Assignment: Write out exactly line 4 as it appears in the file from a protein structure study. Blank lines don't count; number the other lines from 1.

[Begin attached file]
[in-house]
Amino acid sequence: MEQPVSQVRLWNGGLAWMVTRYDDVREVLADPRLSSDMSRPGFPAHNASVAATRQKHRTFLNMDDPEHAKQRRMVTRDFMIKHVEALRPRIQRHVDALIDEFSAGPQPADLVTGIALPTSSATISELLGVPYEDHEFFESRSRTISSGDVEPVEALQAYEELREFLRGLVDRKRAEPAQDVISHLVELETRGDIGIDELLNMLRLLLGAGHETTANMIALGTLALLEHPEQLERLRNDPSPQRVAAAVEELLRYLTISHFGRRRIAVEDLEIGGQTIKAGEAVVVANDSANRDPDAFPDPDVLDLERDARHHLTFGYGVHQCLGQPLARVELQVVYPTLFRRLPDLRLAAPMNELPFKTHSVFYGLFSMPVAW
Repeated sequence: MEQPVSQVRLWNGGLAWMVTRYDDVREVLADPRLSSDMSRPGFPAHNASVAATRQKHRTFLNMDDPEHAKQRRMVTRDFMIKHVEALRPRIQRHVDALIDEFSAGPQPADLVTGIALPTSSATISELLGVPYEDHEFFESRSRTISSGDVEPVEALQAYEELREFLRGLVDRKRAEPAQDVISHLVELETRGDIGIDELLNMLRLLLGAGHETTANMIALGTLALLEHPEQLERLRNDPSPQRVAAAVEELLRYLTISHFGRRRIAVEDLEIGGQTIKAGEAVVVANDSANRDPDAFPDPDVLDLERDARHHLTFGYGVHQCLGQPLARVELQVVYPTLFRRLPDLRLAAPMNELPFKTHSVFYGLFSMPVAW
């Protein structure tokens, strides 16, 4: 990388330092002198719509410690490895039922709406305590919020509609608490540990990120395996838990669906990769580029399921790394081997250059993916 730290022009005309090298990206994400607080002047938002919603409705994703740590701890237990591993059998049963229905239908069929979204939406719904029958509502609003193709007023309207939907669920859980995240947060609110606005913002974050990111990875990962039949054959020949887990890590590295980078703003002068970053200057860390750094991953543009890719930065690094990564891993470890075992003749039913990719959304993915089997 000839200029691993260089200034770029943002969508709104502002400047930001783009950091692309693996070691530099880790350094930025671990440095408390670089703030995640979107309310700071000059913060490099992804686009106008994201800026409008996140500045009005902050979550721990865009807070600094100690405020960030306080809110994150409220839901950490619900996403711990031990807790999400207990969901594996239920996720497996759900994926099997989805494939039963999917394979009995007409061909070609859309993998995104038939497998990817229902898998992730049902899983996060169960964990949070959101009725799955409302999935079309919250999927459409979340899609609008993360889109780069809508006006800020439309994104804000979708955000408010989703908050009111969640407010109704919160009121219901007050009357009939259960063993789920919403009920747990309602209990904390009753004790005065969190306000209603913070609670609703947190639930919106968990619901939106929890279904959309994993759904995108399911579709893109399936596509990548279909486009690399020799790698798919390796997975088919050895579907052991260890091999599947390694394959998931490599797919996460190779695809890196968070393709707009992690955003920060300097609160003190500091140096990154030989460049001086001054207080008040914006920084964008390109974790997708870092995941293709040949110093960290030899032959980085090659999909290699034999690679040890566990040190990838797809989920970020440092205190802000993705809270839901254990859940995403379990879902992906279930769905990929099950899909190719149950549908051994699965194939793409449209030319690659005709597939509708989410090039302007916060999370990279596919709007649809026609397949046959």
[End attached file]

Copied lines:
């Protein structure tokens, strides 16, 4: 990388330092002198719509410690490895039922709406305590919020509609608490540990990120395996838990669906990769580029399921790394081997250059993916 730290022009005309090298990206994400607080002047938002919603409705994703740590701890237990591993059998049963229905239908069929979204939406719904029958509502609003193709007023309207939907669920859980995240947060609110606005913002974050990111990875990962039949054959020949887990890590590295980078703003002068970053200057860390750094991953543009890719930065690094990564891993470890075992003749039913990719959304993915089997 000839200029691993260089200034770029943002969508709104502002400047930001783009950091692309693996070691530099880790350094930025671990440095408390670089703030995640979107309310700071000059913060490099992804686009106008994201800026409008996140500045009005902050979550721990865009807070600094100690405020960030306080809110994150409220839901950490619900996403711990031990807790999400207990969901594996239920996720497996759900994926099997989805494939039963999917394979009995007409061909070609859309993998995104038939497998990817229902898998992730049902899983996060169960964990949070959101009725799955409302999935079309919250999927459409979340899609609008993360889109780069809508006006800020439309994104804000979708955000408010989703908050009111969640407010109704919160009121219901007050009357009939259960063993789920919403009920747990309602209990904390009753004790005065969190306000209603913070609670609703947190639930919106968990619901939106929890279904959309994993759904995108399911579709893109399936596509990548279909486009690399020799790698798919390796997975088919050895579907052991260890091999599947390694394959998931490599797919996460190779695809890196968070393709707009992690955003920060300097609160003190500091140096990154030989460049001086001054207080008040914006920084964008390109974790997708870092995941293709040949110093960290030899032959980085090659999909290699034999690679040890566990040190990838797809989920970020440092205190802000993705809270839901254990859940995403379990879902992906279930769905990929099950899909190719149950549908051994699965194939793409449209030319690659005709597939509708989410090039302007916060999370990279596919709007649809026609397949046959």